Use breaks to manage your mental and physical state during the day to help optimize your performance and avoid costly mistakes.
According to Anders Ericsson a psychologist internationally recognized for expertise on human performance and author of Peak, top performers are as disciplined about taking breaks as they are about their practice. Reportedly top performers focus intensely for 45 – 90 minutes and then take a small break.
Breaks act like a reboot for their brain which is why they are an important part of optimizing human performance. Everyone has a low period of performance in their day referred to as a trough. For most, the trough occurs at 2-3 p.m. Studies of performance during the trough have proven the negative impact of trying to power through it without a break. Test scores dropped, infection rates at hospitals increased, medical procedure outcomes were worse and verdicts were less favorable. No one is exempt from the trough or need for regular breaks.
Leading edge companies encourage their employees to take breaks whether to play a quick game of tennis table or to take a short nap. Naps are one of the best ways to overcome the trough. According to Daniel Pink author of When, a cup of coffee or other caffeinated beverage followed by a 10-20 minute nap is one of the best elixirs for the daily trough. The caffeine will kick in by the time you wake and give you an extra boost for the rest of the day.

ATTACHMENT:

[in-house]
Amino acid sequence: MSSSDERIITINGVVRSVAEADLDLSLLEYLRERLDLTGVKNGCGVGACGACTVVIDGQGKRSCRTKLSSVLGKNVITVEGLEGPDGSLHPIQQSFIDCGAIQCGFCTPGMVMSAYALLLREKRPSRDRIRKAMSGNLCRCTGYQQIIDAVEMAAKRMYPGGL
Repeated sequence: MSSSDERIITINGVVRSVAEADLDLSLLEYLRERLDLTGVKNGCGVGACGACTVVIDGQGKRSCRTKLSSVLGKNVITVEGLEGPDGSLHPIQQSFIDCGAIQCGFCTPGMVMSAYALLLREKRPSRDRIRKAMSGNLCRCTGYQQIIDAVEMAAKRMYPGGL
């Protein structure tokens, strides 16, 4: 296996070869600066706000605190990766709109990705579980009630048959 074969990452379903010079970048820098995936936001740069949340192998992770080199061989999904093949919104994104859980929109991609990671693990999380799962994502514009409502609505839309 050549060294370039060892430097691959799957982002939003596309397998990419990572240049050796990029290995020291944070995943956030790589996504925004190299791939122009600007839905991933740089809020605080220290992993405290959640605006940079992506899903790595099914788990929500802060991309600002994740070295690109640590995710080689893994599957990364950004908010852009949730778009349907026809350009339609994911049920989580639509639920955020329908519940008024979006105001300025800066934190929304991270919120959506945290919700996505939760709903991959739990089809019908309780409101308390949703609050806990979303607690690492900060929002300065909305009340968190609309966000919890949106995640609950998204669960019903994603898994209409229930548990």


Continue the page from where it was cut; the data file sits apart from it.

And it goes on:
Breaks don’t have to be long to be effective. As you plan your day, schedule different types of breaks throughout your day to optimize your performance.
1/ Micro-breaks: Do the breathing break if you wear the iWatch, walk to the water fountain for a refill or wiggle around in your chair for a few minutes. Whatever you do, take your eyes off the screen.
3/ Nature breaks: Take a walk around the block or take a little nap on the grass or park bench for the added restorative qualities of nature.
4/ Social breaks: Take a coffee break with a friend, play a game of table tennis or call someone to have a nice chat.